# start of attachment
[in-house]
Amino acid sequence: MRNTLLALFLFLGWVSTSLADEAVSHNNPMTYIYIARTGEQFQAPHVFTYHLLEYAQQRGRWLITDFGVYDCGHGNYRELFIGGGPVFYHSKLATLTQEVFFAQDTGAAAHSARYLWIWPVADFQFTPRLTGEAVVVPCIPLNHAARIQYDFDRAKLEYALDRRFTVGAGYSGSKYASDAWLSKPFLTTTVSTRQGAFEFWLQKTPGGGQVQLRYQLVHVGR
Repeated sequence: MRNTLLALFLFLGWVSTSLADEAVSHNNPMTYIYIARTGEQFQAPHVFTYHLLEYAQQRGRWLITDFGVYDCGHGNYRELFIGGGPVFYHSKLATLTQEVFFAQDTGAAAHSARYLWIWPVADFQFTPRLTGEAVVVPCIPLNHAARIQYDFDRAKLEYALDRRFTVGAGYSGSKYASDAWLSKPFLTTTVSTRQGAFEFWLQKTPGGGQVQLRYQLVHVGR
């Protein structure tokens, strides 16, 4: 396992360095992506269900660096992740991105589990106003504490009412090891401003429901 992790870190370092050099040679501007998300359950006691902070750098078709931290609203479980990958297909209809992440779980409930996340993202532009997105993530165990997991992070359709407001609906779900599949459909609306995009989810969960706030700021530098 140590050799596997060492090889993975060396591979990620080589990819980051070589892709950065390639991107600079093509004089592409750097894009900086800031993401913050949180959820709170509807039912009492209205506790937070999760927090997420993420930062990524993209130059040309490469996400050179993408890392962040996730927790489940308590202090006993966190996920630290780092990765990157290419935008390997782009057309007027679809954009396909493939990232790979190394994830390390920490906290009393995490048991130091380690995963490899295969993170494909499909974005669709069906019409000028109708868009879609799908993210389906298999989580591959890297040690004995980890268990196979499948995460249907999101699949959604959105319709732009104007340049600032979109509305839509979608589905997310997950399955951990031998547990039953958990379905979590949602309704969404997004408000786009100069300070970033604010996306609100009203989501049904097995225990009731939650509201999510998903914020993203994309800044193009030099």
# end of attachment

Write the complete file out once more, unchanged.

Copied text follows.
[in-house]
Amino acid sequence: MRNTLLALFLFLGWVSTSLADEAVSHNNPMTYIYIARTGEQFQAPHVFTYHLLEYAQQRGRWLITDFGVYDCGHGNYRELFIGGGPVFYHSKLATLTQEVFFAQDTGAAAHSARYLWIWPVADFQFTPRLTGEAVVVPCIPLNHAARIQYDFDRAKLEYALDRRFTVGAGYSGSKYASDAWLSKPFLTTTVSTRQGAFEFWLQKTPGGGQVQLRYQLVHVGR
Repeated sequence: MRNTLLALFLFLGWVSTSLADEAVSHNNPMTYIYIARTGEQFQAPHVFTYHLLEYAQQRGRWLITDFGVYDCGHGNYRELFIGGGPVFYHSKLATLTQEVFFAQDTGAAAHSARYLWIWPVADFQFTPRLTGEAVVVPCIPLNHAARIQYDFDRAKLEYALDRRFTVGAGYSGSKYASDAWLSKPFLTTTVSTRQGAFEFWLQKTPGGGQVQLRYQLVHVGR
């Protein structure tokens, strides 16, 4: 396992360095992506269900660096992740991105589990106003504490009412090891401003429901 992790870190370092050099040679501007998300359950006691902070750098078709931290609203479980990958297909209809992440779980409930996340993202532009997105993530165990997991992070359709407001609906779900599949459909609306995009989810969960706030700021530098 140590050799596997060492090889993975060396591979990620080589990819980051070589892709950065390639991107600079093509004089592409750097894009900086800031993401913050949180959820709170509807039912009492209205506790937070999760927090997420993420930062990524993209130059040309490469996400050179993408890392962040996730927790489940308590202090006993966190996920630290780092990765990157290419935008390997782009057309007027679809954009396909493939990232790979190394994830390390920490906290009393995490048991130091380690995963490899295969993170494909499909974005669709069906019409000028109708868009879609799908993210389906298999989580591959890297040690004995980890268990196979499948995460249907999101699949959604959105319709732009104007340049600032979109509305839509979608589905997310997950399955951990031998547990039953958990379905979590949602309704969404997004408000786009100069300070970033604010996306609100009203989501049904097995225990009731939650509201999510998903914020993203994309800044193009030099």